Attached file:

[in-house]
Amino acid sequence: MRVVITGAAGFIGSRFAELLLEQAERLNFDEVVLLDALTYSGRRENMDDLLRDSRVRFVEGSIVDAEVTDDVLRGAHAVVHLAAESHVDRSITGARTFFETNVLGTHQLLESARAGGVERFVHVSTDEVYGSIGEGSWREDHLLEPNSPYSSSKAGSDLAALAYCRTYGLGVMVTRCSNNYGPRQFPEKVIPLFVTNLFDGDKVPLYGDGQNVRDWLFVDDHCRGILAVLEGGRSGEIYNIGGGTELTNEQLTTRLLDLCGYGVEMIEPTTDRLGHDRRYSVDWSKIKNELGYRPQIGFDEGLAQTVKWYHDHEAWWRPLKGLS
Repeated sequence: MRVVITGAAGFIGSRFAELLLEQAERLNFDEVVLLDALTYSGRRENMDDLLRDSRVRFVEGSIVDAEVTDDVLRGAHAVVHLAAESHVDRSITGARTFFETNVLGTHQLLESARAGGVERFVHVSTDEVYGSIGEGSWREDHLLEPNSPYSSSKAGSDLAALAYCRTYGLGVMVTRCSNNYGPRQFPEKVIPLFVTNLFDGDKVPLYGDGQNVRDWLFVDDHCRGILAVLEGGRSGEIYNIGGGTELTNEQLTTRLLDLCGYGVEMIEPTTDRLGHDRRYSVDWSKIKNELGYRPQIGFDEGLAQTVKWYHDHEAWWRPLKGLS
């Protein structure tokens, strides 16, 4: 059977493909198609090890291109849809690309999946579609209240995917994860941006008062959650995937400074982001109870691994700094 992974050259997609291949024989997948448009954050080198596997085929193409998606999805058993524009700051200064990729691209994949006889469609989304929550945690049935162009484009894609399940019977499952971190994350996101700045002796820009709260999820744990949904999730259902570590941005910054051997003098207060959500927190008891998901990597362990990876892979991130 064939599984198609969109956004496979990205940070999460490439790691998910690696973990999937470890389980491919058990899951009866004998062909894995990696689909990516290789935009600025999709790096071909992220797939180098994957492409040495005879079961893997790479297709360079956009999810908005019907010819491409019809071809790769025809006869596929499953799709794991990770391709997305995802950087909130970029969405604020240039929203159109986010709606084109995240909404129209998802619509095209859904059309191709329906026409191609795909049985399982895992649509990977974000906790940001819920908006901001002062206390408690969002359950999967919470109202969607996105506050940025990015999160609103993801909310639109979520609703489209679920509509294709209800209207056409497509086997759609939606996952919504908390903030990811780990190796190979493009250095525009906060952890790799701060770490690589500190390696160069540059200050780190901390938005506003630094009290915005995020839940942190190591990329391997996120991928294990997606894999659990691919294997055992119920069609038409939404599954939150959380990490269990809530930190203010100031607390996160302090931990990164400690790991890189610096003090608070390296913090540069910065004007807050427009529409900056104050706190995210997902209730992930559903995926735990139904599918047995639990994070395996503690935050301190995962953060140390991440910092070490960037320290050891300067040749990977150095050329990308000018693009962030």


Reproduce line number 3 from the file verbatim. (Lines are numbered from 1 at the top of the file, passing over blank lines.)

Repeated sequence: MRVVITGAAGFIGSRFAELLLEQAERLNFDEVVLLDALTYSGRRENMDDLLRDSRVRFVEGSIVDAEVTDDVLRGAHAVVHLAAESHVDRSITGARTFFETNVLGTHQLLESARAGGVERFVHVSTDEVYGSIGEGSWREDHLLEPNSPYSSSKAGSDLAALAYCRTYGLGVMVTRCSNNYGPRQFPEKVIPLFVTNLFDGDKVPLYGDGQNVRDWLFVDDHCRGILAVLEGGRSGEIYNIGGGTELTNEQLTTRLLDLCGYGVEMIEPTTDRLGHDRRYSVDWSKIKNELGYRPQIGFDEGLAQTVKWYHDHEAWWRPLKGLS